EU Ambassador David Geer arrived in North Macedonia last year in the midst of dispute with Bulgaria that has so far prevented the holding of the first Inter-Governmental conference with the country. This impasse has continued to dominate EU-North Macedonia relations since. The Ambassador stresses that the previous presidencies of the EU have made progress on this issue and that the focus remains on resolving it.
We discussed the dispute, and also looked backed on the Government’s record in the past year, the inaugural Prespa Forum Dialogue held at the beginning of July and the Prespa Agreement which inspired it.
European Western Balkans: In the past weeks, officials of North Macedonia have been expressing significant disappointment over yet another failure of the EU to agree on holding the first Inter-Governmental Conference with the country. Do you think that this is justified?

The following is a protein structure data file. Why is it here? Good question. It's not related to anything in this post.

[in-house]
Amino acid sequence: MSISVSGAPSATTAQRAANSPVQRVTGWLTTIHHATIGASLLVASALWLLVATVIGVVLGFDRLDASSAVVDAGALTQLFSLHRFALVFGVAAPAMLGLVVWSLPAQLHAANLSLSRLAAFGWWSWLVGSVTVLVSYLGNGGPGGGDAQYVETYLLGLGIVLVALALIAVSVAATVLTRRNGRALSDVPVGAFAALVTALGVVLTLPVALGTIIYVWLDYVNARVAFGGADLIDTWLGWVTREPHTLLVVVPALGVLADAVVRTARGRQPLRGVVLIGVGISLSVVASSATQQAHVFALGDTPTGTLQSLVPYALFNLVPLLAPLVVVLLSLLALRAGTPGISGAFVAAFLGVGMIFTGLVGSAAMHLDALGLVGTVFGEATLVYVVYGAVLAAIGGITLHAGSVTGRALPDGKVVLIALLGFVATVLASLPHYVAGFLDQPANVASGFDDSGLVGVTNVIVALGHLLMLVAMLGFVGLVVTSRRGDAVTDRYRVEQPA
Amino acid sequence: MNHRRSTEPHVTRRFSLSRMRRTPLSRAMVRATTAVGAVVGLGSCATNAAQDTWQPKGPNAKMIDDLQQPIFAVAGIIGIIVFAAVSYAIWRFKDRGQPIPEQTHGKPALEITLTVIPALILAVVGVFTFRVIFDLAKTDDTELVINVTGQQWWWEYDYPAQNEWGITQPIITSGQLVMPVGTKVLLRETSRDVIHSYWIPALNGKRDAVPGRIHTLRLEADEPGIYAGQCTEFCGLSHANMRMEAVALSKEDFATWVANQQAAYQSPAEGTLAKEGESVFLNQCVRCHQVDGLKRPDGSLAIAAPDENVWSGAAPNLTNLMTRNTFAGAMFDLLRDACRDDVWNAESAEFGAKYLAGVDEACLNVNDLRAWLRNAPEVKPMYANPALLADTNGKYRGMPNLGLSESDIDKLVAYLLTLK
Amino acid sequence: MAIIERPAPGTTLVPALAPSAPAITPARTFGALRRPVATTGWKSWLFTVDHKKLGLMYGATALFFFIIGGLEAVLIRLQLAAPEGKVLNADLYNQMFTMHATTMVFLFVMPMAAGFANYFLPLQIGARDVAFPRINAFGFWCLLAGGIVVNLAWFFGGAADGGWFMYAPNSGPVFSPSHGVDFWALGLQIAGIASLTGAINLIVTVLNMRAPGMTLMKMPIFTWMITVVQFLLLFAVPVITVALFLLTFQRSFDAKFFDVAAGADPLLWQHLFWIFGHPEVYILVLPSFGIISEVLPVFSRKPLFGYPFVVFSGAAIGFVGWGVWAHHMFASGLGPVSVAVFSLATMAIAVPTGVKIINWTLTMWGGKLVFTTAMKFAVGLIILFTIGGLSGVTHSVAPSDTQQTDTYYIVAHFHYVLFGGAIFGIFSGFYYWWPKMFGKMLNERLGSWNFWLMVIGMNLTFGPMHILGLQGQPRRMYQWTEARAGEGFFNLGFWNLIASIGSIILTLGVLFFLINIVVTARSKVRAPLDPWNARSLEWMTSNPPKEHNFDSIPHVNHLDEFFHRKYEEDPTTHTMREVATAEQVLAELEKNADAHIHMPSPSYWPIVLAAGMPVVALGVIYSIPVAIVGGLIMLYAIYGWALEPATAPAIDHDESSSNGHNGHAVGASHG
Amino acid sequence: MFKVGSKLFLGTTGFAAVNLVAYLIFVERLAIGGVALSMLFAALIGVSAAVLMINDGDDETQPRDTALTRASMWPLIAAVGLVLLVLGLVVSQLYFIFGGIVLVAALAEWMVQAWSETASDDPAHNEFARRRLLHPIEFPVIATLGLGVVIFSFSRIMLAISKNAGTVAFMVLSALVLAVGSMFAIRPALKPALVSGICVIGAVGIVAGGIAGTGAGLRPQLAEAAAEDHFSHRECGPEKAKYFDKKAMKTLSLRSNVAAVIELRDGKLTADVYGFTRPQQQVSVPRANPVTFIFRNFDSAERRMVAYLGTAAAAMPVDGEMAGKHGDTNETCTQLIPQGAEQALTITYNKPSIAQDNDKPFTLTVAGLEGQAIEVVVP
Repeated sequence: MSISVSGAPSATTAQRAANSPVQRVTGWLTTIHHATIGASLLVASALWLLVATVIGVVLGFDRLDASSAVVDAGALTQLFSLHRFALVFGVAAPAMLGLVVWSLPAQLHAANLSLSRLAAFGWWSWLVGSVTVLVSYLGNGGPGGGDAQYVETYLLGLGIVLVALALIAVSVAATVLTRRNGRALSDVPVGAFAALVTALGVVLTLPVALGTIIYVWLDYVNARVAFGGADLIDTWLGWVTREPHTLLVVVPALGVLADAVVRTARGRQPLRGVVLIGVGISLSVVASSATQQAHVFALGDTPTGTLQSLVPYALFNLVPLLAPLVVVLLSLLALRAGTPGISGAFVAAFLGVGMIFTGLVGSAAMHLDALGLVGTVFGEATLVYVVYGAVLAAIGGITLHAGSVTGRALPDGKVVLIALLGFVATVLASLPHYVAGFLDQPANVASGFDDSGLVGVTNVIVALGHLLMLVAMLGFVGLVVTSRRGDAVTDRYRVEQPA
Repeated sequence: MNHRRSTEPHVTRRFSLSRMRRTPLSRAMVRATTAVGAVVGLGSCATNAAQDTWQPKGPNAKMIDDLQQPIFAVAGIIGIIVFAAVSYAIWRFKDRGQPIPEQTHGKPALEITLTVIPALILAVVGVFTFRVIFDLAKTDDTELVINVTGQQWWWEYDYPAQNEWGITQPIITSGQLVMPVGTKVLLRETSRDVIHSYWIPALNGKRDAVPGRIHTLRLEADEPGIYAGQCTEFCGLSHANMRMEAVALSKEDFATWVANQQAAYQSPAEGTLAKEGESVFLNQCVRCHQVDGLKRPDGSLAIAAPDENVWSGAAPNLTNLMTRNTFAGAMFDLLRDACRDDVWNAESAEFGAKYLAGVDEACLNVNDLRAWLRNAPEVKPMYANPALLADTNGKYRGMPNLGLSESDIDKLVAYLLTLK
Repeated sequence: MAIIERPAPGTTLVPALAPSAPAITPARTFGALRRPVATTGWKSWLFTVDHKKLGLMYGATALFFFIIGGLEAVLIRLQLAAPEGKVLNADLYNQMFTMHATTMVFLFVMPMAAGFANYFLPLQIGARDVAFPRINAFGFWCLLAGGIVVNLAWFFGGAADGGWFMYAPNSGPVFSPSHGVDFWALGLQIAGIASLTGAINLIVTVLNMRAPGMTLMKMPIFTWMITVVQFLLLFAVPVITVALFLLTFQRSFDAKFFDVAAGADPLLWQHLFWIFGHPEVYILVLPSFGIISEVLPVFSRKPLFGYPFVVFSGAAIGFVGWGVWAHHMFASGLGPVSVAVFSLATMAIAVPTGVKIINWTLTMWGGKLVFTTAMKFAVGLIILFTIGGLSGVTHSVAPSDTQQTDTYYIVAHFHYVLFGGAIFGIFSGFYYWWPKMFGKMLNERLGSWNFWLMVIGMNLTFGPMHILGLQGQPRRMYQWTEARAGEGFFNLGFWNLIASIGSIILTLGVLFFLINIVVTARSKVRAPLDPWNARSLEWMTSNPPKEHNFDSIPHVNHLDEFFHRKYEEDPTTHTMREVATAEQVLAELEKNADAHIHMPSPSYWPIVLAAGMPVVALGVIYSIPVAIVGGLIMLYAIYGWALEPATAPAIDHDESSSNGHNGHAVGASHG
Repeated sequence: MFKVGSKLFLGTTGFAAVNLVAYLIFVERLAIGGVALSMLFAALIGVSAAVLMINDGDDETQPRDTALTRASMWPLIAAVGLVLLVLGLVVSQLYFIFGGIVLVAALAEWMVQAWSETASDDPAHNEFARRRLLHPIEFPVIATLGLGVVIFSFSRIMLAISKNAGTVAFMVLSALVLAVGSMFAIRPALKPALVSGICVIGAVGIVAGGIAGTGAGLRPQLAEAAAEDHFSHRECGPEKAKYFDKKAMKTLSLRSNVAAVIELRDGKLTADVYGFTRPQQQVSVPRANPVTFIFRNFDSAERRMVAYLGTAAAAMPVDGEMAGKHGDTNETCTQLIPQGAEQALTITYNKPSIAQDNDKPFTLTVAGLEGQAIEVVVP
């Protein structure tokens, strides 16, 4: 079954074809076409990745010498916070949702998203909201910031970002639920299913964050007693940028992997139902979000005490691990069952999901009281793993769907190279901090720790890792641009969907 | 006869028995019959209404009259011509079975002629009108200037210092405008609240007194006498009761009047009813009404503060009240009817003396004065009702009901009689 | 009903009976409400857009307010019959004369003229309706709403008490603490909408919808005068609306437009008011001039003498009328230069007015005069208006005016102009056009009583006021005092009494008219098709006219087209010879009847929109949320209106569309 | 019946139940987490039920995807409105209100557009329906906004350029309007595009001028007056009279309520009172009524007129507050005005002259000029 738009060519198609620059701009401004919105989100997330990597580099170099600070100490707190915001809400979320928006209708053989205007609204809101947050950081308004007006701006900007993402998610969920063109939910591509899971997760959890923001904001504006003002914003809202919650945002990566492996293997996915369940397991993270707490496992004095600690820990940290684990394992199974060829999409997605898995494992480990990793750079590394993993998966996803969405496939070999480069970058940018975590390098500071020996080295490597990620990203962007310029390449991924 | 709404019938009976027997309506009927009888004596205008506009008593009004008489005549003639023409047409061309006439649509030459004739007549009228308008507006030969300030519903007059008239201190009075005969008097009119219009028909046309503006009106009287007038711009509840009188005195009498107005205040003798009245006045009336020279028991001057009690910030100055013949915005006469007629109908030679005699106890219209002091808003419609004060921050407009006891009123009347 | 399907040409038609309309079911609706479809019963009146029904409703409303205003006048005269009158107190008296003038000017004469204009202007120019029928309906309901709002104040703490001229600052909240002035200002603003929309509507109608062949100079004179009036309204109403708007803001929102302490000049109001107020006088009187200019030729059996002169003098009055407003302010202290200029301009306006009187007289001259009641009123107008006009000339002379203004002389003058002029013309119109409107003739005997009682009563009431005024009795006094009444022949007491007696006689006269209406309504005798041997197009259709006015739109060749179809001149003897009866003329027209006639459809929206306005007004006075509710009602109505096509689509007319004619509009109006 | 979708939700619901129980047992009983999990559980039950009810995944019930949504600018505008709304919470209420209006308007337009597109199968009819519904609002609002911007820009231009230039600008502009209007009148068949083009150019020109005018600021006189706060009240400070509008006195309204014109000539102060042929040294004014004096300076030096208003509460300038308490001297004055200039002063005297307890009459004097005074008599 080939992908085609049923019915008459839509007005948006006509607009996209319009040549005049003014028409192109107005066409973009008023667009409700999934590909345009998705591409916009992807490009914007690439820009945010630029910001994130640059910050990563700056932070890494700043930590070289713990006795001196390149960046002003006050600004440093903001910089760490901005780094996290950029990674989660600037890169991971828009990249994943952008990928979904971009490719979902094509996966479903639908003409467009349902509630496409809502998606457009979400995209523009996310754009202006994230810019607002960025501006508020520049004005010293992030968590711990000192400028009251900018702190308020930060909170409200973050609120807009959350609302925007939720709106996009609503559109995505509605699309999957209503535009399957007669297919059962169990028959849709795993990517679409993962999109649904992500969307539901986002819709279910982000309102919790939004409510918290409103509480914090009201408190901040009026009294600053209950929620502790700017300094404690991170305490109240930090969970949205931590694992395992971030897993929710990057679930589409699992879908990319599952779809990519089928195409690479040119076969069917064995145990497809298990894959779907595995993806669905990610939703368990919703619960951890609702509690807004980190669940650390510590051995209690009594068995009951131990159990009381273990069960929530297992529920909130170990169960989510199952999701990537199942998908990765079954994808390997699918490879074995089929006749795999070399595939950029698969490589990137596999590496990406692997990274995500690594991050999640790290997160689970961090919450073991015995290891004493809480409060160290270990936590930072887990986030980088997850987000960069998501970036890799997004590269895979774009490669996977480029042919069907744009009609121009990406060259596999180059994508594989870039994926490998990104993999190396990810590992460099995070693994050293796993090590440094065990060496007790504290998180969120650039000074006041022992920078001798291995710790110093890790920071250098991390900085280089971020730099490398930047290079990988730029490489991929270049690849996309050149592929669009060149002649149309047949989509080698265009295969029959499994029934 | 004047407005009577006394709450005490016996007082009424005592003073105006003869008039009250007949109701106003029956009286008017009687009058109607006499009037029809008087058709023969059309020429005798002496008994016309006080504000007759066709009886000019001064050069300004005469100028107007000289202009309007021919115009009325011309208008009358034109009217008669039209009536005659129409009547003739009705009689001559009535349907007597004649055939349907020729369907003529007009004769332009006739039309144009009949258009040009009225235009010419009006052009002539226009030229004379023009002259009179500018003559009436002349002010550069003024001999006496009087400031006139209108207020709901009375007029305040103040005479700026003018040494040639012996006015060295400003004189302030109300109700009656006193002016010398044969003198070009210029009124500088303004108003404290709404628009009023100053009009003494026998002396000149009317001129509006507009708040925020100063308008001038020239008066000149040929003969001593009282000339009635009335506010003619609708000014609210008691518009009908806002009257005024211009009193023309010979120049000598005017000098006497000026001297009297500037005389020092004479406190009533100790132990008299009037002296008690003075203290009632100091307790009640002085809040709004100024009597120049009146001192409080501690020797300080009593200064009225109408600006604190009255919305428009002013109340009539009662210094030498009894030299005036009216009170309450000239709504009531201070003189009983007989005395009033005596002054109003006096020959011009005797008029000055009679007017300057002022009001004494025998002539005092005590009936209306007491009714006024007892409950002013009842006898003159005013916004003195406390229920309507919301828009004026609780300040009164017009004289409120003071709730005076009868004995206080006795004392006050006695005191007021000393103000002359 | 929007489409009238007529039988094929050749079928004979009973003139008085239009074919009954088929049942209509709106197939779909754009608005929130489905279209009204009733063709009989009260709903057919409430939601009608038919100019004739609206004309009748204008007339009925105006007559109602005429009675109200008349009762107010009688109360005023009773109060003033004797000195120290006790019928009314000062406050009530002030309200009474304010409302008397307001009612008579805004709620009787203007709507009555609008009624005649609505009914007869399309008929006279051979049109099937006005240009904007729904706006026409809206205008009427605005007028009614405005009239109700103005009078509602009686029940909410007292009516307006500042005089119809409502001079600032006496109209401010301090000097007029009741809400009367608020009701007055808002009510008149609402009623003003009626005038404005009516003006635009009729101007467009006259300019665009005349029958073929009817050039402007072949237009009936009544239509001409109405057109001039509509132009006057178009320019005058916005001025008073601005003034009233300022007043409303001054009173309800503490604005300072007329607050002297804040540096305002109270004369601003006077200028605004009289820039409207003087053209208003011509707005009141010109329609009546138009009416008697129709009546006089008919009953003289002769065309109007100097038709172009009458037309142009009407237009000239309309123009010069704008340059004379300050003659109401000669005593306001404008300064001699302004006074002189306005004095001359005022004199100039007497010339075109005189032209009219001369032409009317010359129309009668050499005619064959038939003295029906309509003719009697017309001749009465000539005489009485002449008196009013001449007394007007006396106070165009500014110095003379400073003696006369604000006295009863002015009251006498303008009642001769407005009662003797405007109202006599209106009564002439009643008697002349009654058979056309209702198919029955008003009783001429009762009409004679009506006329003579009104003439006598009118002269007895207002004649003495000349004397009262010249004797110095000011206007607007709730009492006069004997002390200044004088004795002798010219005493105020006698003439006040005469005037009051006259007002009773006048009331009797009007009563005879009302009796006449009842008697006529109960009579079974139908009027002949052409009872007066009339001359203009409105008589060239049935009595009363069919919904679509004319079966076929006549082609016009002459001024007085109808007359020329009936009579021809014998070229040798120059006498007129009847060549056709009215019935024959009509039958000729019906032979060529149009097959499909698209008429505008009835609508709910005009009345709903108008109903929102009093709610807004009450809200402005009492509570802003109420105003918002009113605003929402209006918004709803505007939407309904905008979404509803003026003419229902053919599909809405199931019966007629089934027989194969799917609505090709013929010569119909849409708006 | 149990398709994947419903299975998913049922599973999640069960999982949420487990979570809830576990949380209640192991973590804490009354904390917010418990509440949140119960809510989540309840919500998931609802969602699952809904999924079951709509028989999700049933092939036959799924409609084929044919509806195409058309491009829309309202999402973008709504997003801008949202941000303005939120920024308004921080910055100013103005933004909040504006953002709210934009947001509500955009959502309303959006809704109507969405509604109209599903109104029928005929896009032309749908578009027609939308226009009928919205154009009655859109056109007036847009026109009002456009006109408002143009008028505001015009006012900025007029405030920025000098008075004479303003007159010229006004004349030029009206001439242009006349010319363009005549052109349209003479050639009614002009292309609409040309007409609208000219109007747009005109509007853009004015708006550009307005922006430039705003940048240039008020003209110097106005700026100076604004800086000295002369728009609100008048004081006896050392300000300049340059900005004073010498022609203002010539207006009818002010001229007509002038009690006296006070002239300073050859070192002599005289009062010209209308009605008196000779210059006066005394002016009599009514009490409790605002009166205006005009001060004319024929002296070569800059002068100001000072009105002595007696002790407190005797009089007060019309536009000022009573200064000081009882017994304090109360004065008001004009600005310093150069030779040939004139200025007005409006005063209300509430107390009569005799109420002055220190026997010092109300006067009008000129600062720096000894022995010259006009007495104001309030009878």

Ambassador David Geer: I understand the disappointment in the country at this latest delay in the start of the accession talks. People understand that the European Union offers the best prospects for prosperity and stability based on democratic values and the rule of law. Consequently, they want to see negotiations start in earnest as soon as possible.
At the same time, we should not lose sight of the big picture. Firstly, the EU perspective of North Macedonia is not questioned. Quite the opposite. Just in recent weeks we have heard overwhelming and unequivocal support for the EU integration of the country from European leaders both in Brussels and in EU Member States. The place of North Macedonia is in the EU.
Secondly, when it comes to the resolution of the bilateral dispute between Bulgaria and North Macedonia, we are not starting the process from scratch.
The efforts of the previous presidencies of the EU have made progress. The current Slovenian EU Presidency has vowed to continue these efforts to unblock the process. So, this is exactly the time to remain focused and supportive of all efforts to bridge differences and push this across the line. In parallel engagement between Skopje and Sofia should continue in order to find a mutually acceptable agreement to outstanding bilateral issues.
EWB: How do you think the current situation impacts on the EU-related reform efforts in the country?